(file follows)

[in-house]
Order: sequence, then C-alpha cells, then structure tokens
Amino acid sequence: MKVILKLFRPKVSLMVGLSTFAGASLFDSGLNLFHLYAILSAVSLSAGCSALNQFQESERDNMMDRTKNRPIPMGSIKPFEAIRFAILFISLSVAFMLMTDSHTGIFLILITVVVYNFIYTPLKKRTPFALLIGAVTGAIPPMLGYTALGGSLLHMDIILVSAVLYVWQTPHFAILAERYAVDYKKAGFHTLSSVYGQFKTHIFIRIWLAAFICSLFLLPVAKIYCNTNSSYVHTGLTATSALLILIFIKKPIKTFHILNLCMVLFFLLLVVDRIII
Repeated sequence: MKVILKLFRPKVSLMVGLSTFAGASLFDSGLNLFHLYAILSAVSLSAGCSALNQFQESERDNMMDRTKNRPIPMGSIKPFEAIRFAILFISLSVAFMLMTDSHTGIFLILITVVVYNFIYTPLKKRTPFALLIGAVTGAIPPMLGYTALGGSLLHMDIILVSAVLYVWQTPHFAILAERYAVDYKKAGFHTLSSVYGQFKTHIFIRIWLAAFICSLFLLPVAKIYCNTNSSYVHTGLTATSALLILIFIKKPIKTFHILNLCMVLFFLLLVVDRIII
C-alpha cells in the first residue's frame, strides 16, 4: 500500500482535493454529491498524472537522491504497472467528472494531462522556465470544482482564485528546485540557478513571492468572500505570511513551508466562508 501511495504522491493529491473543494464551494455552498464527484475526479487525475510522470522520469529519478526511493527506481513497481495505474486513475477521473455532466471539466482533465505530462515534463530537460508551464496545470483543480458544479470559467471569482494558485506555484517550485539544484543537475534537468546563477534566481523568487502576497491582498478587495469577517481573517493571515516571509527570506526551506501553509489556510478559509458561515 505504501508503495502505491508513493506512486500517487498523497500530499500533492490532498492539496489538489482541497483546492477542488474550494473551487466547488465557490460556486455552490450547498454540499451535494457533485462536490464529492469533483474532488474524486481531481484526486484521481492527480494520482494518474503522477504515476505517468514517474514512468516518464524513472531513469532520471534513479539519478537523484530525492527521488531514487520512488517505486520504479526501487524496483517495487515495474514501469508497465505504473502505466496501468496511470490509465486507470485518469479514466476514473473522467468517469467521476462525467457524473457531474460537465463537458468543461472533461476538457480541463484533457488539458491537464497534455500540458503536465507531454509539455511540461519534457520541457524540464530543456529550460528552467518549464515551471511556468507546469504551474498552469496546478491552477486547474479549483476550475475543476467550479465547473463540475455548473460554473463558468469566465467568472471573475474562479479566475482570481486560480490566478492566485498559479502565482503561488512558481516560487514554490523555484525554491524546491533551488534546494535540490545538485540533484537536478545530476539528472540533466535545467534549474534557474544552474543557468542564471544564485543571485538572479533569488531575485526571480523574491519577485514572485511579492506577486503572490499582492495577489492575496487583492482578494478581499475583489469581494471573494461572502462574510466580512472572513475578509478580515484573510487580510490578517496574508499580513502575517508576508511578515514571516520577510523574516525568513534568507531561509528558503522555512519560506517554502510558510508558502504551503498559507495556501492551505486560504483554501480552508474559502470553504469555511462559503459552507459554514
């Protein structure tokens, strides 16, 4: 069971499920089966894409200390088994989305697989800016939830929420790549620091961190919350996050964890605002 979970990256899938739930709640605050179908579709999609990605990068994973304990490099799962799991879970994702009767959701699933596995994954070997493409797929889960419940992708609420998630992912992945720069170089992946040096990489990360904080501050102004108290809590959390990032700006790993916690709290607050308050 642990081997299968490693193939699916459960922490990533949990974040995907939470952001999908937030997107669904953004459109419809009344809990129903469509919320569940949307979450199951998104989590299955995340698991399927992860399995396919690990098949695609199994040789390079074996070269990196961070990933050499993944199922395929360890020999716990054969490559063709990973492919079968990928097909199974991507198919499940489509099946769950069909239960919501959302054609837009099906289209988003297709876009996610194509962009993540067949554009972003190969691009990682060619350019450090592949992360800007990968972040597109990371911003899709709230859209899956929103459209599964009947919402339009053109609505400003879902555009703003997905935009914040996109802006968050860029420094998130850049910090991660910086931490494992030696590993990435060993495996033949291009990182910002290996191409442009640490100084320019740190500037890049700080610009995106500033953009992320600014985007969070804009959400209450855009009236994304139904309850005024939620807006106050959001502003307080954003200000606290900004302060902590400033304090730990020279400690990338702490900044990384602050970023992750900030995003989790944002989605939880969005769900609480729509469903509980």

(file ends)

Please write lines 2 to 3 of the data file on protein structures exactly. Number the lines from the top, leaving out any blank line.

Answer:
Order: sequence, then C-alpha cells, then structure tokens
Amino acid sequence: MKVILKLFRPKVSLMVGLSTFAGASLFDSGLNLFHLYAILSAVSLSAGCSALNQFQESERDNMMDRTKNRPIPMGSIKPFEAIRFAILFISLSVAFMLMTDSHTGIFLILITVVVYNFIYTPLKKRTPFALLIGAVTGAIPPMLGYTALGGSLLHMDIILVSAVLYVWQTPHFAILAERYAVDYKKAGFHTLSSVYGQFKTHIFIRIWLAAFICSLFLLPVAKIYCNTNSSYVHTGLTATSALLILIFIKKPIKTFHILNLCMVLFFLLLVVDRIII